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Old 01-08-2018, 12:46 AM
 
Location: Florida Gulf Coast
4,099 posts, read 5,531,886 times
Reputation: 6424

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Quote:
Originally Posted by Lieneke View Post
Speaking from recent experience, the Chinese tradition is to give a cheque at funerals. The family can use the money for whatever purpose. We will donate it. If you prefer cash, I would not say in lieu of flowers, but perhaps something along the lines of "donations will be graciously accepted and donated to a charity valued by the deceased" ... something like that.
Well, I think that's kind of misleading. If the donations are going to a charity valued by the deceased, then the charity should be listed and the donor then donate directly and use it as part of their charitable contributions for the year. If the family needs the cash to defray expenses or whatever, it should say "memorials to the family would be appreciated" or some other appropriate wording.
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Old 01-12-2018, 02:15 PM
 
497 posts, read 180,660 times
Reputation: 1585
I would find it odd to give donations to adult children. I would not mind requests for donations to a college fund for the children of the deceased.

My MIL received some condolence cards containing cash when my FIL died. It was not a lot of money, but it was a lovely gesture of community support for her and her well being.

My MIL died recently. After the service, we donated the flowers to a local nursing home. They seemed to appreciate the gesture.
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Old 01-13-2018, 07:58 PM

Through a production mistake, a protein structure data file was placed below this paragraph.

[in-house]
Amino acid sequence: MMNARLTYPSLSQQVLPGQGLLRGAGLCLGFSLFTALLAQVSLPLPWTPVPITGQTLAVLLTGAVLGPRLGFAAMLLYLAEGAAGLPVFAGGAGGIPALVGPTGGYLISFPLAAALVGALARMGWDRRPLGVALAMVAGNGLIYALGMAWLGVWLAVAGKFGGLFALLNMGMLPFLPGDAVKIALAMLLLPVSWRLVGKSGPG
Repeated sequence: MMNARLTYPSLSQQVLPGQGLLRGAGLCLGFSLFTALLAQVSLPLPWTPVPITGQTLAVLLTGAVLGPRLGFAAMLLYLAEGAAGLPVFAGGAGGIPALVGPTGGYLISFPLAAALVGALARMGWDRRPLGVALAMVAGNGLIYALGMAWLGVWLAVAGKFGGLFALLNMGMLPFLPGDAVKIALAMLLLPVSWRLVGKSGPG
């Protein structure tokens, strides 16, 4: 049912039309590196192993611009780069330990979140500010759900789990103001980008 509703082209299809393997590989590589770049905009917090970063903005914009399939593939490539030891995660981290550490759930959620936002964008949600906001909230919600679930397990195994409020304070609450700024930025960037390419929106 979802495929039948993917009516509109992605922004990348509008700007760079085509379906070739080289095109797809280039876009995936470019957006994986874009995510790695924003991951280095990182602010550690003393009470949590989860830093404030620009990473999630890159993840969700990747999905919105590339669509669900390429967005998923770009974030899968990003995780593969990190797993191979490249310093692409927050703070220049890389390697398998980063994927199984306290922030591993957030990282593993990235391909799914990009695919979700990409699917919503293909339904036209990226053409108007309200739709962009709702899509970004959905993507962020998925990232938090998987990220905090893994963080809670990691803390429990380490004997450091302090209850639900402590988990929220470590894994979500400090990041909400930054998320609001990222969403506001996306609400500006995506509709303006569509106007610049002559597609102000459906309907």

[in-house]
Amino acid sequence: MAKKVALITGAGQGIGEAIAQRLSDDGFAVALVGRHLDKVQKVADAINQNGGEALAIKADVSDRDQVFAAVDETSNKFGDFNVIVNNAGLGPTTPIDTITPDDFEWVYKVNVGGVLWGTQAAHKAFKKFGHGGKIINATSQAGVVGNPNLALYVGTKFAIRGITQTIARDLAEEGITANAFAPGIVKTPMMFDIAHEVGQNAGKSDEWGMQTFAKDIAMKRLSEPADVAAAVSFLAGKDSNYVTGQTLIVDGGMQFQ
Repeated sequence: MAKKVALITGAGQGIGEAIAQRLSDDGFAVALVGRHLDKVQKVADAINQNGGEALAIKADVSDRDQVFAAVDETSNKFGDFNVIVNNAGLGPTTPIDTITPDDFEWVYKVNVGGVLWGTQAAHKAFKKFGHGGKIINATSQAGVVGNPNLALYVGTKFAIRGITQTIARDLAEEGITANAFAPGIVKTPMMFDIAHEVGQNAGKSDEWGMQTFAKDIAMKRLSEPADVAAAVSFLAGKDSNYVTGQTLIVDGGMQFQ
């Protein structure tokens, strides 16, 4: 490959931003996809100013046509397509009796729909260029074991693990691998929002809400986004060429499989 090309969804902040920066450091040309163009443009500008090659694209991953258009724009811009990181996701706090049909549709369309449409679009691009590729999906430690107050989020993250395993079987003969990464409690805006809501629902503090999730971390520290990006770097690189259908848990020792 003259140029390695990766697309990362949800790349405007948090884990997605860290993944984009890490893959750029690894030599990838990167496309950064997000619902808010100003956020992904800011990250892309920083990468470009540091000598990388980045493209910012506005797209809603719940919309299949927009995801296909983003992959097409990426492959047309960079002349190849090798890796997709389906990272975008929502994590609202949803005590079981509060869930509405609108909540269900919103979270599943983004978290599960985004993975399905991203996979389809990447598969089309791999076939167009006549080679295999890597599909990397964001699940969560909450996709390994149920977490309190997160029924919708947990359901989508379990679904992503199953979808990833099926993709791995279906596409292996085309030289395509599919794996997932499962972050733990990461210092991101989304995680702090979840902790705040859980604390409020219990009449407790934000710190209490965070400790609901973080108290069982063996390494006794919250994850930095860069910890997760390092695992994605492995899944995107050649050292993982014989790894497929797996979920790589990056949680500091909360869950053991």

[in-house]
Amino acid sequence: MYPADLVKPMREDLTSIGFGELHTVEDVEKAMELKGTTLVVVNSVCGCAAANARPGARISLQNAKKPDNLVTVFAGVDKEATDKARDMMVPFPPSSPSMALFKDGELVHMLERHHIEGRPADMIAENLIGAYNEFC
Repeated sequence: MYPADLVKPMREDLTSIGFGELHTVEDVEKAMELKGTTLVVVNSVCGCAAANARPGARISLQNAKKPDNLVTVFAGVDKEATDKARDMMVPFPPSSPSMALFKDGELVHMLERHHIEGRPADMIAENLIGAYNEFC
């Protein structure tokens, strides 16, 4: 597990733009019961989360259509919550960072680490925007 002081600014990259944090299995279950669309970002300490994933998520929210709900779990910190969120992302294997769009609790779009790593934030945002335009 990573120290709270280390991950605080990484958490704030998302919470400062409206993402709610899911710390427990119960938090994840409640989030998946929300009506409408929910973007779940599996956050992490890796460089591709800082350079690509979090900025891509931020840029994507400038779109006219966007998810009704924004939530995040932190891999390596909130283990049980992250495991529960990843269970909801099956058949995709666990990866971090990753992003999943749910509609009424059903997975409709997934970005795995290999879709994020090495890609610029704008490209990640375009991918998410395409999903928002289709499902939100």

Location: East Coast
23 posts, read 8,370 times
Reputation: 84
In west central PA, it is very common to receive money when a loved one passes. I wonder if it is a throw back from the coal mining days, where everyone felt responsible for everyone.

When my grandmother and mother passed nothing was noted on their obituaries to suggest that we requested or needed money, nonetheless we were inundated with cards containing cash and checks. A handwritten thank you was sent to each sender, thanking them for their generosity and telling them that it was donated to the American Lung Association in my mothers case.

I think this informal and kind tradition has morphed into people now asking for donations and I have to agree it is quite tacky.
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Old 01-13-2018, 10:29 PM
 
Location: Brentwood, Tennessee
39,398 posts, read 38,007,942 times
Reputation: 74327
No.
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Old 01-20-2018, 01:35 PM
 
2,301 posts, read 1,128,491 times
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Yes. If you are spending $ on flowers which are going to be thrown out.. Might as well give that $ to the surviving relatives. I see nothing wrong with asking for $. They need it for expenses. Not everyone prepares for burial costs. My mom sure didn't. My uncle had to help me pay for the funeral. I didn't have enough $ to do so alone. I'm grateful that he did that. That's the nicest thing he did for me ever.
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Old 01-22-2018, 09:34 PM
 
5,749 posts, read 4,596,824 times